April 11, 2012

Easter Ham Redux

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Margaret's Morsels | Ham and Potato Casserole

I heard a disc jockey describe the day after Easter as egg salad Monday. If you've got leftover Easter ham, today doesn't have to be ham sandwich Wednesday.

I always cook a ham for Easter and freeze what isn't eaten, keeping out just enough to make a broccoli ham ring.  This year, I'm using some of the leftover ham to make a ham and potato casserole.

Three family members shared this recipe with me, but each one had their own version.  Since the process and ingredients are similar to scalloped potatoes, I used that recipe as a guide to create my own version of this layered casserole.  One layer consists of three ingredients:  potatoes, ham and cheese.


Margaret's Morsels | Ham and Potato Casserole
The first layer

You can use any form of cooked ham including canned, thinly sliced deli ham or even packaged luncheon ham.  You can also make as little or as much as you want by increasing or decreasing the ingredients.  I use a 2-quart dish to make a three layer casserole.  A couple of family members use a large roasting pan and bake several layers.

All three recipes started out the same.  Grease a baking dish and alternate layers of thinly sliced potatoes, diced ham and shredded cheese, sprinkling each layer with a little salt and pepper.  When you've got all the layers you want, pour a mixture of eggs, milk and flour over the top.  This mixture binds the ingredients together.  It's also where the recipes differed.


Margaret's Morsels | Ham and Potato Casserole
The eggs, half and half, milk and flour

The recipes called for four, six and even 12 eggs!  Of course, the number you need depends on what size casserole you're making.  A good rule of thumb is to use one egg for each layer.  Since I had three layers, I used three eggs.

One recipe called for milk, another used half and half and the last used a combination of the two.  We only drink 1% milk so I knew half and half would be too rich.  However, half and half would make the casserole creamier than milk.  I ended up using equal parts milk and half and half.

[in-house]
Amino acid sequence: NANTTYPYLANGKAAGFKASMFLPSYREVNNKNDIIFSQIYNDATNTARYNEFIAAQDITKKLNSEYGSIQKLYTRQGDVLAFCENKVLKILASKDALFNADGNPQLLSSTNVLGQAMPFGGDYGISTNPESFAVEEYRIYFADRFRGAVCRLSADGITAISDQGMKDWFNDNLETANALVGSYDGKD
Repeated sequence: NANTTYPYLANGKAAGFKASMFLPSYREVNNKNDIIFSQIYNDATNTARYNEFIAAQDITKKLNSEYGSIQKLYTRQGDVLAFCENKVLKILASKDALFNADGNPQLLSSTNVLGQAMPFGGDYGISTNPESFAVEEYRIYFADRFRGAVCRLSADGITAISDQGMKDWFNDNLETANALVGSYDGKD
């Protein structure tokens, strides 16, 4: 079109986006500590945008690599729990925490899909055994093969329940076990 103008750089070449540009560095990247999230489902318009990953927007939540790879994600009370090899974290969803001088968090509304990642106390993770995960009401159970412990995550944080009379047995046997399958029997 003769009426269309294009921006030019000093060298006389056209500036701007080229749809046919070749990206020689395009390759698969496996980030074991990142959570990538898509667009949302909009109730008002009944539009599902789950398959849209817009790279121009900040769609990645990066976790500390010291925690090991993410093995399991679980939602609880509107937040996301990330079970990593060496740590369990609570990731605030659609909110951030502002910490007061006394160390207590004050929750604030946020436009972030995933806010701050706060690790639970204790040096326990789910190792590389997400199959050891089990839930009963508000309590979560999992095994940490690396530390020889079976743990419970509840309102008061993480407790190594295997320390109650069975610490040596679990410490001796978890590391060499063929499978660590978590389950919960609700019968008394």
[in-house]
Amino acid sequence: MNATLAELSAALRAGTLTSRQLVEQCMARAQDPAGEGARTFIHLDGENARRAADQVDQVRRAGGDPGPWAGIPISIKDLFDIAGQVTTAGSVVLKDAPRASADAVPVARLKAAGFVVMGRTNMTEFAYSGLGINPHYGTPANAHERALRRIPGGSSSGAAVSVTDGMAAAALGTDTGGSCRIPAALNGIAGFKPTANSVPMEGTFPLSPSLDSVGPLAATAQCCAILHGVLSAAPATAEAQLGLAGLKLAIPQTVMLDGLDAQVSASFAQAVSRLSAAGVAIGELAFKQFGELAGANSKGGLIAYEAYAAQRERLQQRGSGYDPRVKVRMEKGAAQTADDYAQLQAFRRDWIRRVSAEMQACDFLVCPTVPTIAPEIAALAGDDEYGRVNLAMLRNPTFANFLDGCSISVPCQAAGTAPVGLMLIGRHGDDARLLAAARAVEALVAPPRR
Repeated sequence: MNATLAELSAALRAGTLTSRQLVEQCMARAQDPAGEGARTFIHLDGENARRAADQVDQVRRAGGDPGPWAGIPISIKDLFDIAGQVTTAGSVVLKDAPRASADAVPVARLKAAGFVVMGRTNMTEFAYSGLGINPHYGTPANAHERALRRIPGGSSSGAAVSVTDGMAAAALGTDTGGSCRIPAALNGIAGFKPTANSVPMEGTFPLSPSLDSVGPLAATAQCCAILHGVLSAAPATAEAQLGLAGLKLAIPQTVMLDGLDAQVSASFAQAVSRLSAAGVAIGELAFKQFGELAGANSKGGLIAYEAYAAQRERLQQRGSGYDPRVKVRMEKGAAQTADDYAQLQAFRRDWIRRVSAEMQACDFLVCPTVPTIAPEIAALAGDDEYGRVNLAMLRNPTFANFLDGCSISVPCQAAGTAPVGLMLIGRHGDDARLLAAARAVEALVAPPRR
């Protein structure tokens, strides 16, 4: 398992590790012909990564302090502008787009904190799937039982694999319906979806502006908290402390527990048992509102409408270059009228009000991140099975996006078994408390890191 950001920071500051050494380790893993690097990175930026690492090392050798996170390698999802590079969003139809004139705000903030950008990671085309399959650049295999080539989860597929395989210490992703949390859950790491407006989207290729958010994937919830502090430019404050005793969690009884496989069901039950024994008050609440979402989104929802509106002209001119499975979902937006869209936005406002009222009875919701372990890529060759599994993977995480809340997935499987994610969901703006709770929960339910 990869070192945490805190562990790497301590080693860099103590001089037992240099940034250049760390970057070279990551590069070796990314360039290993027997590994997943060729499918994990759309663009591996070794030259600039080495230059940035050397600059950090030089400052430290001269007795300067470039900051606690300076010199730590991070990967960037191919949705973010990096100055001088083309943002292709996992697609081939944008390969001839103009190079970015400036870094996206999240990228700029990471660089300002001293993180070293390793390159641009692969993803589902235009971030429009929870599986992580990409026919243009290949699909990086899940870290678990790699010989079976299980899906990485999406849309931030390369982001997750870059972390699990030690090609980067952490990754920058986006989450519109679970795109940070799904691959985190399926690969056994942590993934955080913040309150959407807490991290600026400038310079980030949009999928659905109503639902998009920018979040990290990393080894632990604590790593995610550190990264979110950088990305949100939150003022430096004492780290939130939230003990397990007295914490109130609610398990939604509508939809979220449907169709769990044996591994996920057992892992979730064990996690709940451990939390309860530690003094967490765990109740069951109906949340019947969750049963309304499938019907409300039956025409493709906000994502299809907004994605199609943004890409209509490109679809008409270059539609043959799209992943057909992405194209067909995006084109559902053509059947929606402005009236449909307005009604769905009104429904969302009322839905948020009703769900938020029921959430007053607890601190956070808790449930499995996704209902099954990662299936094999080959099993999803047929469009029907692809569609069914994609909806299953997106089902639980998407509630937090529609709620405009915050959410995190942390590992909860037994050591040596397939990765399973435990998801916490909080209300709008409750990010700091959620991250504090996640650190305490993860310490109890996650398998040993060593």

The recipes differed again when it came to flour.  Two versions used it while the third did not.  I added two tablespoons of flour since it helps thicken the casserole. 


Margaret's Morsels | Ham and Potato Casserole
The egg mixture poured on three layers

The casserole took 1 hour 15 minutes to bake, but the total baking time depends on two things:  the number of layers and the thickness of the potatoes.  If the top gets too brown before the potatoes are done, cover the pan with foil.  If you're baking a lot of layers, cover the pan with foil, removing it the last 30 minutes to brown the top.

I bet the casserole would be delicious substituting cooked bacon for the ham.  The next time I make it, I'm going to perform the experiment.  In the meantime, I've got leftover ham I need to use and I don't want ham sandwiches.



Ham and Potato Casserole
4 to 6 Servings

3 large potatoes, peeled and thinly sliced
ham, cooked and diced
1 (8 oz.) pkg. Cheddar cheese, grated
salt and pepper to taste
3 eggs
3/4 cup milk
3/4 cup half and half
2 Tbsp. all-purpose flour

In a greased 2-quart casserole dish, alternate layers of potatoes, ham and cheese three times.  Sprinkle salt and pepper over the cheese.  Combine the remaining ingredients and pour over the top.  Bake at 350° for 1 hour 15 minutes or until the potatoes are tender.  If the top gets too brown, cover the pan with foil.


© Margaret's Morsels

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